Ultimately, what you do will depend on what look you want… but considering a lot of complaints about women’s blazers center on them being too ‘square’, a more fitted silhouette will be on most people’s wishlist.
To achieve a more flattering design, start by working out how much of the blazer’s fullness you want to remove. You can do this by trying the garment on before shaping it into the desired fit with sewing pins (if it’s a particularly bulky fabric, you might find clip-style clothespins work better). Once you’ve figured out what needs to be removed from where, take the blazer in at the side seams and hold the alterations in place with basting stitches. Check the fit again; if you’re happy, stitch through the outer fabric and lining to secure. Remove the basting stitches to finish. (read also fabric for blazer)
If your blazer’s more than a couple of sizes bigger than you want it to be, you might need to consider donating it or repurposing it as something else. Due to the elaborate structure of blazers, trying to adjust them by more than 1 or 2 dress sizes risks comprising their integral design. But providing your expectations are realistic, making small reductions to the length, waist, sleeves, and chest is more than possible. We’ll look at how to adjust certain other areas shortly, but first, let’s take a look at how to shorten a blazer that’s too big lengthwise.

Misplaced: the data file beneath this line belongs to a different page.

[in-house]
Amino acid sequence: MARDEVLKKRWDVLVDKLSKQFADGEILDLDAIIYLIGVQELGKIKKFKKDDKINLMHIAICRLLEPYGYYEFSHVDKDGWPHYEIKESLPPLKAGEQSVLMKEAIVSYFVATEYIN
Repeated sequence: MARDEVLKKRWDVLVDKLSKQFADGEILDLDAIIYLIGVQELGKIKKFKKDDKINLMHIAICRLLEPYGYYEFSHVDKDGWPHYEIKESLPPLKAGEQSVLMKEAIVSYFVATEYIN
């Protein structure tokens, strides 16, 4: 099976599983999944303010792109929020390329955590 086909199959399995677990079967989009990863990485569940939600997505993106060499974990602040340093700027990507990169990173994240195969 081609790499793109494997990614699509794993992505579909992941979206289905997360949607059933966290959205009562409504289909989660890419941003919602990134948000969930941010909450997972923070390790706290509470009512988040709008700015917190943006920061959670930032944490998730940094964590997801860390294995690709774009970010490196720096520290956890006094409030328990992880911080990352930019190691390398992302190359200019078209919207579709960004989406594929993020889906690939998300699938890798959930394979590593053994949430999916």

If you’re a fan of blazers, you’ll know that finding one that doesn’t look a little boxy can be a challenge. For reasons known only to them, designers seem to think we all either have square middles ourselves, or really appreciate a blazer that makes it look like we do.